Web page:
By Anna Saghabalian
The Armenian customs reported on Monday a 30 percent jump in the number of cars imported to the country during the first nine months of this year, presenting it as another indication of rising living standards.
Armen Avetisian, the chief of the State Customs Committee (SCC), said almost 60 percent of the 17,000 or so imported vehicles were second-hand European cars worth up to $5,000. “Most of the imported cars are inexpensive and intended for the growing middle class,” he said.
The SCC data show that local dealerships and private individuals brought in a total of some 16,500 cars during the whole of last year. The bulk of them were sold in Yerevan where traffic has grown much heaver in recent years and where rush-hour traffic jams are an increasingly serious problem.
The number of cars is continuing to rise despite a further drop in imports of petrol and diesel fuel which the SCC said shrunk by 7,000 metric tons from January through August. Avetisian attributed this to local motorists’ growing reliance on the much cheaper liquefied gas. Retail sales of propane have soared during the period in question, he said.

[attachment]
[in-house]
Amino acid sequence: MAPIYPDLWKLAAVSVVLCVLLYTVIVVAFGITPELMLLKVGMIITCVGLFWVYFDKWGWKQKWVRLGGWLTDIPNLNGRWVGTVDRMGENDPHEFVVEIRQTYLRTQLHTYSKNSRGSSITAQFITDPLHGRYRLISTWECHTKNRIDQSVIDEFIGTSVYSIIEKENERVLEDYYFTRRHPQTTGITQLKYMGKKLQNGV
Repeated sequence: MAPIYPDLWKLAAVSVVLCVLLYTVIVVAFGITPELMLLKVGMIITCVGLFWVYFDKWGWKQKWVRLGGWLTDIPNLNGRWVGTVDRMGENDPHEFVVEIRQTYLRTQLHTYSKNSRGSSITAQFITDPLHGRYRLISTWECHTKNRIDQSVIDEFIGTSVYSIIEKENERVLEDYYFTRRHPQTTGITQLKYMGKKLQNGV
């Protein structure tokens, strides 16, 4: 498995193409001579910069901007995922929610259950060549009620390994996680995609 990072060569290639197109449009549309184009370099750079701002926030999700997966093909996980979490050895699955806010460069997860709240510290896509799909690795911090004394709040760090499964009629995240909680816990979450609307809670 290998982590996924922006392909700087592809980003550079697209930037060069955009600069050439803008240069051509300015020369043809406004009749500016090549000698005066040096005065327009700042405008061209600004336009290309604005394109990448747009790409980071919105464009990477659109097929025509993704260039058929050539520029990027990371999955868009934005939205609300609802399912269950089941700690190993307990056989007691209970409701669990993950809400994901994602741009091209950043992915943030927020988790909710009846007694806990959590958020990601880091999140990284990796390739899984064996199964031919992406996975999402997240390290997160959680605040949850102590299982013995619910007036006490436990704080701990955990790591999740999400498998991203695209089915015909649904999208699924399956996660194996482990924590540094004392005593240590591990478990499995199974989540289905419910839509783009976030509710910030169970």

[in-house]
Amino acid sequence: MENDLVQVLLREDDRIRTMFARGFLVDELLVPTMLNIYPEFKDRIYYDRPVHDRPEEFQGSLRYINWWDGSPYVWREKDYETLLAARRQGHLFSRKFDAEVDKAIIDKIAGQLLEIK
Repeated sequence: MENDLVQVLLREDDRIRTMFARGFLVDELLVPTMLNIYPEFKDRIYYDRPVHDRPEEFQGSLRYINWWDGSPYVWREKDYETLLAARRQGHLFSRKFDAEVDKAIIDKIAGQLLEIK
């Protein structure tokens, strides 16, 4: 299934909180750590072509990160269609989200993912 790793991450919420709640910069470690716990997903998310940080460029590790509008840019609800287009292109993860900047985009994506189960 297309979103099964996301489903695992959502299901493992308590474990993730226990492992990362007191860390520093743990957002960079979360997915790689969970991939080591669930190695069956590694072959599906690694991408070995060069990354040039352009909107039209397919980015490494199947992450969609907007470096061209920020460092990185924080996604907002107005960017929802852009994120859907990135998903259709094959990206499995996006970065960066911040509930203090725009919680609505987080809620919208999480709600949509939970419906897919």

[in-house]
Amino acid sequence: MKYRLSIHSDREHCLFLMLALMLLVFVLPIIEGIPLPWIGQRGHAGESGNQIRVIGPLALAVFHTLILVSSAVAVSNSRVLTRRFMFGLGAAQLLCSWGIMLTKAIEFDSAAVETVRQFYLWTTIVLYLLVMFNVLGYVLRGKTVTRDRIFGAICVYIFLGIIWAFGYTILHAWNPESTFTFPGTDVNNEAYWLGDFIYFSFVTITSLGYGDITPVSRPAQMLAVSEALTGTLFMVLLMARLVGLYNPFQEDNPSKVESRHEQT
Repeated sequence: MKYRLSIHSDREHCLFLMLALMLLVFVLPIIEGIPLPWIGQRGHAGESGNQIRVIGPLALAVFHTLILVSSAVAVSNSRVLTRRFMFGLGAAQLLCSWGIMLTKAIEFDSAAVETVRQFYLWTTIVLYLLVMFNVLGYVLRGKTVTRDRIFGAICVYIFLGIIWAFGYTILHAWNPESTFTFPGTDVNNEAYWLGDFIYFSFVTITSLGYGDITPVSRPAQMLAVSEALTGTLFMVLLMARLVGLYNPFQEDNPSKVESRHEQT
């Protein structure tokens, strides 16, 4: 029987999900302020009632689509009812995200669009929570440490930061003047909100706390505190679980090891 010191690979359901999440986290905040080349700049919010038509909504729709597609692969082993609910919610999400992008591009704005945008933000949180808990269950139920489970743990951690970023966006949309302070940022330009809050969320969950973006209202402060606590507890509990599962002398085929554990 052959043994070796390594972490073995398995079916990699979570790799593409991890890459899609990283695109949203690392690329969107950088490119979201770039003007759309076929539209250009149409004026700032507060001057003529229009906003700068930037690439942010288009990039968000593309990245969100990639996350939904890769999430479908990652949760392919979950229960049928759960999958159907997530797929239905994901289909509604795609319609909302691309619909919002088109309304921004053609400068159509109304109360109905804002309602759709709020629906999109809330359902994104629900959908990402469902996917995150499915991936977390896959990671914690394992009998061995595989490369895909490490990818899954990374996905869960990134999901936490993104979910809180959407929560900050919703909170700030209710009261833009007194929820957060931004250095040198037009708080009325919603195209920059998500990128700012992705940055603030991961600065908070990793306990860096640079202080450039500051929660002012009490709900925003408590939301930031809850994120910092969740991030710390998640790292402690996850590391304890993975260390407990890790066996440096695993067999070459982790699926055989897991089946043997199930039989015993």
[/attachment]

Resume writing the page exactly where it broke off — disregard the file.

The customs figures also indicate growing demand in brand new and expensive cars that are imported by Armenian companies usually operating as official distributors of Western and Russian automakers. According to the SCC, those companies imported more than 5,500 such vehicles in 2006. However, the 43 dealerships registered in Armenia claimed to brought in only a total of 552 cars.
The State Commission on Protection of Economic Competition (SCPEC) said last August that it has launched an official inquiry into the huge discrepancy between the reported figures. Its findings have not been made public yet.